Liquid Room, Edinburgh, Sat 13 Oct. . W a.

It’s taken almost twenty years for Aimee Mann to get where she wants to be. Touring to

support her third solo album Bachelor No 2, ' " " " "

Mann has endured the very worst that the music industry could throw at her, and has made it

here on her own terms, on her own label, and at

her critical and commercial peak.

From her 80’s roots in MTV favourite Til Tuesday, Mann escaped from major label purgatory (‘write some hits!’ they said so she collaborated with Elvis Costello . . .) with the release of her 1993 solo debut Whatever. A UK tour supporting World Party followed, where Karl Wallinger’s rehashed Beatles melodies and retro stylings were no match for Mann’s clarity of songwriting and brutal lyrical honesty.

It was around this time however, that record label Imago went bust, and it took Mann two years to resurface on Geffen, with the critically acclaimed I’m With Stupid. Less immediate than the emotional outbursts of Whatever, it did seem like her career was back on track, and we waited expectantly for the third album. And waited. Only to discover that Geffen had passed

her recording contract to global behemoth lnterscope, who said ‘write some hits!’ . . . At this point, finally, Mann escaped the major labels that blighted her 1990’s career. Released from her contract, she bought her own master tapes, set up her own SuperEgo Records, and gave us Bachelor No 2. Handily, film director and close friend Paul Thomas Anderson



King Tut's, Glasgow, Sat 13 Oct.

Songs from NAM veterans

Oh dear. And things seemed to be going so well for Ben Parker (guitars and vocals) and Jason Hazeley (keyboards) up until now. From ‘terribly romantic‘ beginnings selling sheet music eventually graduating to Parker's own firm in Croydon the boredom of the day job became the spur for them to write their own songs. Said songs combined Ben‘s love for the more traditional: Dylan and Led Zeppelin; with Jason's slightly leftfield tastes: XTC and The Beach Boys' more psychedelic offerings. Thus came about the tuneful folk-

pop of debut mini-LP Hello and the first album proper. Emoticons.

So with the new single ‘The Wild Things‘ soaring from radios across the land the time is right to make that mainstream crossover. you would think. Or maybe not. because the single's stalled at a first week chart placing of 81. The pair are cheerin self- deprecating about this. but Parker can't quite hide his frustration with the benefit of hindsight about recent world events at the potential cost of having released a song with the main choral line ‘Smash everything up / Tear everything down‘.

Sales notwithstanding. though. both would still prefer to let their way with a tune speak for itself. rather than allowing the band to become mired in any media fabrication like the New Acoustic Movement. ‘Yeah, I got shot down in NAM, man'. quips Parker before firing off a broadside at his contemporaries. ‘You get a lot of bands that just throw their stuff together, but because it's got a loose. baggy. acoustic sound people are like "oh yeah. that‘s great, it's part of the blues". whereas we write songs and it just so happens we do it acoustically'.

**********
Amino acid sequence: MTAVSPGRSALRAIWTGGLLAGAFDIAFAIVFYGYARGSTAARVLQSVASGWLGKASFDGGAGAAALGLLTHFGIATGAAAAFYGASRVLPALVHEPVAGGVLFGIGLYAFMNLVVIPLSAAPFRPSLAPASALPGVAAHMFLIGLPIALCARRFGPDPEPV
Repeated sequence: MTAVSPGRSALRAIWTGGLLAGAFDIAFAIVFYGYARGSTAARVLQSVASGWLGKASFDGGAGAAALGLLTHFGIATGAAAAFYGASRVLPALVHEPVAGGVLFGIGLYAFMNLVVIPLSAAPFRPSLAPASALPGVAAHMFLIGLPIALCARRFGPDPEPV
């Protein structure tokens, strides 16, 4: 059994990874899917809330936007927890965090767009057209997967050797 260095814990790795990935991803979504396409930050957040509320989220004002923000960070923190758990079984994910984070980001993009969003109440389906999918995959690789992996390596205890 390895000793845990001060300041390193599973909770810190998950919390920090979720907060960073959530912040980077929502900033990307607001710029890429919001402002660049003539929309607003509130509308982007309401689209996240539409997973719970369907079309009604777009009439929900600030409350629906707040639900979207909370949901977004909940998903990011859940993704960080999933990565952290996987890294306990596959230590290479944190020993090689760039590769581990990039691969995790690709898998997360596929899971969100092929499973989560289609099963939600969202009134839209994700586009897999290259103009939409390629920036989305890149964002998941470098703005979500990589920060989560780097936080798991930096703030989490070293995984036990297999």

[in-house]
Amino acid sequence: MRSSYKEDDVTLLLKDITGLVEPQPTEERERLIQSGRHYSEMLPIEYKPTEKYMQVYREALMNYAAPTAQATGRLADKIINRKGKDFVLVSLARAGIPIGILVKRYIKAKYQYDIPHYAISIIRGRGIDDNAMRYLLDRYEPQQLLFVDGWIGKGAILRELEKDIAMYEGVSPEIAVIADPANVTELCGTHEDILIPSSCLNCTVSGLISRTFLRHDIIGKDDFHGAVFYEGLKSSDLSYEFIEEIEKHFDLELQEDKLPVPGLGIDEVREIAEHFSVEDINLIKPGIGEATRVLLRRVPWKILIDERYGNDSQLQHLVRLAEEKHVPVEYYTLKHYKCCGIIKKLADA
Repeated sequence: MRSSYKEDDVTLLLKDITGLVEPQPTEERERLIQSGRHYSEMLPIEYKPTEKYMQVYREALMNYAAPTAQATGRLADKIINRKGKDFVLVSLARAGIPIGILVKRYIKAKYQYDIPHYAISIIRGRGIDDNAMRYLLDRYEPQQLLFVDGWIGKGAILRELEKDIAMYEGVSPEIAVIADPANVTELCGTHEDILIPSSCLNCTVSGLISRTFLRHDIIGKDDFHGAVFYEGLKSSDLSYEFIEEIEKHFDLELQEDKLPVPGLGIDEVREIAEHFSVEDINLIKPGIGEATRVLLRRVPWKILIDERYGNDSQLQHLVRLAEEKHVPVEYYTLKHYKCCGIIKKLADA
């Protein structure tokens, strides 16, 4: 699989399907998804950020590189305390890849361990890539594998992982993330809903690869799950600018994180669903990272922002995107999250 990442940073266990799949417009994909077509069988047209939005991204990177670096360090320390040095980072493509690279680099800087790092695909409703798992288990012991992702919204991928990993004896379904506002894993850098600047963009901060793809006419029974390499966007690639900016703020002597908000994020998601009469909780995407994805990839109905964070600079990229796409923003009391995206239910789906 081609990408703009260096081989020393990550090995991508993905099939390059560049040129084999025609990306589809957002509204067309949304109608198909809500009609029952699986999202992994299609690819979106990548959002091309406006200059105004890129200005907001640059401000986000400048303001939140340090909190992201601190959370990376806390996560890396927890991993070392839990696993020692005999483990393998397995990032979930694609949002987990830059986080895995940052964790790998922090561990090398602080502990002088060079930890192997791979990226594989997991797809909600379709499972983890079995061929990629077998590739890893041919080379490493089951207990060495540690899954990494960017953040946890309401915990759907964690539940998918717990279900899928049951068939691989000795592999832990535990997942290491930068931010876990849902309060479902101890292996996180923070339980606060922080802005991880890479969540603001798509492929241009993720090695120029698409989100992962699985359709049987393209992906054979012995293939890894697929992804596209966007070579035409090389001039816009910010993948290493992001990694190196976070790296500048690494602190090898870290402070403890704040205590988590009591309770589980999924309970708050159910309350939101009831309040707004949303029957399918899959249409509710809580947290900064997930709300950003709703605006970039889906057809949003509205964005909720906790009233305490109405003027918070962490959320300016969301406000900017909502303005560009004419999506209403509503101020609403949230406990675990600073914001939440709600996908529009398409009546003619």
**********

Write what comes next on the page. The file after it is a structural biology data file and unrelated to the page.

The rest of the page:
Harsh words. then. Either way. though. he’s right . . . they do have the songs. as yOLi'll find out soon enough. (David Pollock)

simultaneously used the same songs as the basis for his film Magnolia. The success of which vindicated his belief in Mann as a songwriter; while the sales of the soundtrack proved to those short-sighted record labels that all. Not even a little!’ ‘Put Me On Top’, an early a little faith in an artist can pay off.

Mann’s almost pathological fear of, and distaste for, relationships has formed the basis


Mann made success

for some of her finest lyrics. But any concerns that her newly married status may cause a mellowing out are misplaced. When asked about a potential sunnier outlook, Mann replied ‘Not at

track from Whatever contains the line ‘I should be riding on a float in the hit parade’. Ten years on she’s finally climbed onboard. (Michael Apter)


It may be hard to imagine the Brooklyn-born rapper, Jeru the Damaja, strolling about in the Costwolds but. if you are trying to describe the sound of Groove Armada. then it's worth it. The gentle. pastoral bit you won't have a problem with. The ‘quaint little villages' refrain and the slow sultry trombone of ‘At The River' (their reworking of Patti Page‘s ‘Old Cape God) are the most striking feature of their best know tune. despite the 130,000 copies they sold of the subsequent Vertigo album.

It's the tough Damaja-loving part of the Groove Armada duo, that is perhaps less obvious. Yet on their new album Goodbye Country (Hello Nightclub) Andy Cato and Tom Findlay provide the perfect textured backdrop to the caustic rap of the scourge of corporate hip-hop himself: ‘Jeru was a bloke of two halves really.’ says Andy. 'He came to London and got in touch with us wanting to appear on the new album. He came into the studio and delivered the rap that 's on ‘Suntoucher' pretty much within half an hour. We got him back in to do another tune later. but by this time we'd decamped to the Cotswolds. where we recorded the rest of the record. but he wasn‘t so happy there.‘

As it's title suggests Goodbye Country (Hello Nightclub) is looking towards the driving, housier sound revealed in ‘I See You Baby' the single Groove Armada released after ‘At The River‘ and not at some rural paradise.

‘In the country. the studio was only mellow in the sense that we didn't deal with anything except music. In reality. it was an exhausting process to get the record exactly how we wanted it.‘ With the boys returning to their guitars but alsc involving 70s production legend Nile Rodgers on the album. there's clearly even more contradictions at work in their sound. Best not look into it too hard. Best just listen. (Tim Abrahams)

Ii '4

Country manners from the Armada

4-18 Oct 2001 THE LIST 47